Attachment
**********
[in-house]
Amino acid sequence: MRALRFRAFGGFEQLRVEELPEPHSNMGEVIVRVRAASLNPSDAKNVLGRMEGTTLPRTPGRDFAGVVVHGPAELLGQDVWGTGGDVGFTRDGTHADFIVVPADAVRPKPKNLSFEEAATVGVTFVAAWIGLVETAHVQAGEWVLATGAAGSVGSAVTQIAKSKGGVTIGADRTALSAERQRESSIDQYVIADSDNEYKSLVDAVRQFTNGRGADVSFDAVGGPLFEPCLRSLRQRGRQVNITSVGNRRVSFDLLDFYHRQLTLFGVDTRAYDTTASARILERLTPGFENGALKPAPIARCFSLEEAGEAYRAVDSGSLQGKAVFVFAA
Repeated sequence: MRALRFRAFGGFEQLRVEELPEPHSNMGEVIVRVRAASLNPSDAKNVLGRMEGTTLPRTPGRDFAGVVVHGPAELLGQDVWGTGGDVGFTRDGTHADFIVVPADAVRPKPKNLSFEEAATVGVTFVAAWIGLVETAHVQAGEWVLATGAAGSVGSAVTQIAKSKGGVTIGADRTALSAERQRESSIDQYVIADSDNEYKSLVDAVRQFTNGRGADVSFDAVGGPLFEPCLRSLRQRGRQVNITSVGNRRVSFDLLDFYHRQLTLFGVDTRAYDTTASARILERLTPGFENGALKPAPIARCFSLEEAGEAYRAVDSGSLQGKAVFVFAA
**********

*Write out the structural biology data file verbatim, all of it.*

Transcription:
[in-house]
Amino acid sequence: MRALRFRAFGGFEQLRVEELPEPHSNMGEVIVRVRAASLNPSDAKNVLGRMEGTTLPRTPGRDFAGVVVHGPAELLGQDVWGTGGDVGFTRDGTHADFIVVPADAVRPKPKNLSFEEAATVGVTFVAAWIGLVETAHVQAGEWVLATGAAGSVGSAVTQIAKSKGGVTIGADRTALSAERQRESSIDQYVIADSDNEYKSLVDAVRQFTNGRGADVSFDAVGGPLFEPCLRSLRQRGRQVNITSVGNRRVSFDLLDFYHRQLTLFGVDTRAYDTTASARILERLTPGFENGALKPAPIARCFSLEEAGEAYRAVDSGSLQGKAVFVFAA
Repeated sequence: MRALRFRAFGGFEQLRVEELPEPHSNMGEVIVRVRAASLNPSDAKNVLGRMEGTTLPRTPGRDFAGVVVHGPAELLGQDVWGTGGDVGFTRDGTHADFIVVPADAVRPKPKNLSFEEAATVGVTFVAAWIGLVETAHVQAGEWVLATGAAGSVGSAVTQIAKSKGGVTIGADRTALSAERQRESSIDQYVIADSDNEYKSLVDAVRQFTNGRGADVSFDAVGGPLFEPCLRSLRQRGRQVNITSVGNRRVSFDLLDFYHRQLTLFGVDTRAYDTTASARILERLTPGFENGALKPAPIARCFSLEEAGEAYRAVDSGSLQGKAVFVFAA